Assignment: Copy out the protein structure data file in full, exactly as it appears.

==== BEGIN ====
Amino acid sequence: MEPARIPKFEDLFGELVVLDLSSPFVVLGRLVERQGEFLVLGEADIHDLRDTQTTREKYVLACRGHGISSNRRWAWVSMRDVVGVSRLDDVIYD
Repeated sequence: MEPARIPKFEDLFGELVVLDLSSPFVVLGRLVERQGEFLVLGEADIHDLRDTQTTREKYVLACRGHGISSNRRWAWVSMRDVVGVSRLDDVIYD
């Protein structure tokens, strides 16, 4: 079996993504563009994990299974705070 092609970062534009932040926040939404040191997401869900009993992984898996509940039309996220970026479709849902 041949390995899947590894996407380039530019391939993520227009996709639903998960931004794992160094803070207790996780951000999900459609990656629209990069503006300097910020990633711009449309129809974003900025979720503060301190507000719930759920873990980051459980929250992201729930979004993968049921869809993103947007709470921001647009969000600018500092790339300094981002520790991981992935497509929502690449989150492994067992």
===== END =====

Amino acid sequence: MEPARIPKFEDLFGELVVLDLSSPFVVLGRLVERQGEFLVLGEADIHDLRDTQTTREKYVLACRGHGISSNRRWAWVSMRDVVGVSRLDDVIYD
Repeated sequence: MEPARIPKFEDLFGELVVLDLSSPFVVLGRLVERQGEFLVLGEADIHDLRDTQTTREKYVLACRGHGISSNRRWAWVSMRDVVGVSRLDDVIYD
């Protein structure tokens, strides 16, 4: 079996993504563009994990299974705070 092609970062534009932040926040939404040191997401869900009993992984898996509940039309996220970026479709849902 041949390995899947590894996407380039530019391939993520227009996709639903998960931004794992160094803070207790996780951000999900459609990656629209990069503006300097910020990633711009449309129809974003900025979720503060301190507000719930759920873990980051459980929250992201729930979004993968049921869809993103947007709470921001647009969000600018500092790339300094981002520790991981992935497509929502690449989150492994067992």